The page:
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Harrison, James


Was born near Glasgow, Scotland, in 1816. He came to Australia in 1837 in charge of materials sent out by Tegg, a Cheapside bookseller, to his son at Sydney. This was used to produce the Literary News to which Harrison became a contributor. He went to Melbourne and worked for Fawkner (q.v.) on the Port Phillip Patriot, and started the Geelong Advertiser in 1840. He managed and edited this paper until the early sixties when he sold it. He had already developed an interest in refrigeration and in 1850 acquired land on the Barwon and erected an ice factory. In 1851 Glasgow and Company, brewers of Bendigo, installed a refrigerator of the Harrison type, which was the world's pioneer of such machines. In March 1856 Harrison secured a patent in England for the "production of cold by evaporation of volatile liquids in vacuo" and in September 1857 patented an apparatus for the same purpose. He was in England in this year, in touch with distinguished scientists like Faraday and Tyndall, and arranging for the manufacture of refrigerating machines. Returning to Victoria he was elected to the legislative assembly for Geelong in 1859 and sat in two parliaments. He started another paper, the Geelong Register, but sold it a year or two later, and subsequently was on the staff of the Australasian and editor of the Age at Melbourne. In 1873 he exhibited his refrigerating machine at Melbourne, and proved that mutton, beef, poultry and fish, could be preserved for long periods. In July of that year he sent a large shipment of frozen meat to England, but technical defects in the freezing chamber led to the meat going bad, and Harrison, who must have put much money into his inventions, was practically ruined. He went to England and lived there for about 19 years, spending his time in scientific study and journalism; he never entirely severed his connexion with the Age. He returned to Geelong early in 1893 bringing his family with him and hoping that one of his sons, who was suffering from consumption, might benefit from the change of climate. The young man, however, died and was followed by his father shortly afterwards on 3 September 1893. Harrison was married three times and left a widow and children.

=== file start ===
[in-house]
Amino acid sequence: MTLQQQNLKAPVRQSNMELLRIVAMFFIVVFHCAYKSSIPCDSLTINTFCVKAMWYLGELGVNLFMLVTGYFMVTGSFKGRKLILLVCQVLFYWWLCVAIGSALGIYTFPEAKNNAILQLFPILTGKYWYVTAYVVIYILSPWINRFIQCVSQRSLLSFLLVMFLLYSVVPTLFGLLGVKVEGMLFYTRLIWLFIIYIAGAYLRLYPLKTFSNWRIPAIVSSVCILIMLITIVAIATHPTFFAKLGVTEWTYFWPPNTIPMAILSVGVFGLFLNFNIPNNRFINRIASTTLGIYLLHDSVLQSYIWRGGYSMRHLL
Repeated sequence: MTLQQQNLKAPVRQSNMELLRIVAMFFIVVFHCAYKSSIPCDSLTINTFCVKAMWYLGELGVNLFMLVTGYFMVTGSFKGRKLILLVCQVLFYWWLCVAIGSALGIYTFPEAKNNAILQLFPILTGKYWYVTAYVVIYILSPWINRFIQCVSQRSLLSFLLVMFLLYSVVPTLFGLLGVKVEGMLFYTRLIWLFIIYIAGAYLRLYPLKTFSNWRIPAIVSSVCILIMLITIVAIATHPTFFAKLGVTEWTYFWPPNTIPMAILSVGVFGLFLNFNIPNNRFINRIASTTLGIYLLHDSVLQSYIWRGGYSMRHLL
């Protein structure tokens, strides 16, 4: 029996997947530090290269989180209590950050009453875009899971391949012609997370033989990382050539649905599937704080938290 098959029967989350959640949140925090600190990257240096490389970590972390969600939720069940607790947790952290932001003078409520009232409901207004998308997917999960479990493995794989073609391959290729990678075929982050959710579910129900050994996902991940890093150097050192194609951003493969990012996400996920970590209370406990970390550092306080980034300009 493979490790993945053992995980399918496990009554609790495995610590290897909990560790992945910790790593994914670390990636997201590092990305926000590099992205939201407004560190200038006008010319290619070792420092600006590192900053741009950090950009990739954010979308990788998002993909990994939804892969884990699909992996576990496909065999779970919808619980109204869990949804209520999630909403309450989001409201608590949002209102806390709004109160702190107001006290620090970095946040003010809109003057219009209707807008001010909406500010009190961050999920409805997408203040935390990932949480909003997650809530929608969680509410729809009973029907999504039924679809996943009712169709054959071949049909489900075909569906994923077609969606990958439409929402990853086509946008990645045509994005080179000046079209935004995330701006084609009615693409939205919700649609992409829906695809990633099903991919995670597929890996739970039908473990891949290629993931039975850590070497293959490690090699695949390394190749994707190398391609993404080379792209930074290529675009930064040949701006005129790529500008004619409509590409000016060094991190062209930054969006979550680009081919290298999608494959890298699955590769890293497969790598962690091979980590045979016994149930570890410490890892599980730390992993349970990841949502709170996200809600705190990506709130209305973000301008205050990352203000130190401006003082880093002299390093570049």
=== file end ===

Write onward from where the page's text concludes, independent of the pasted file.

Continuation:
Like other inventors who have done good work Harrison died a poor man. A stone was placed over his grave in the Geelong cemetery with the quotation "one soweth--another reapeth" engraved on it. He was an able journalist and his inventions had great value. The authors of A History of the Frozen Meat Trade are satisfied that except for one invention, which apparently was never practically tried out, Harrison was years ahead of all his rivals.


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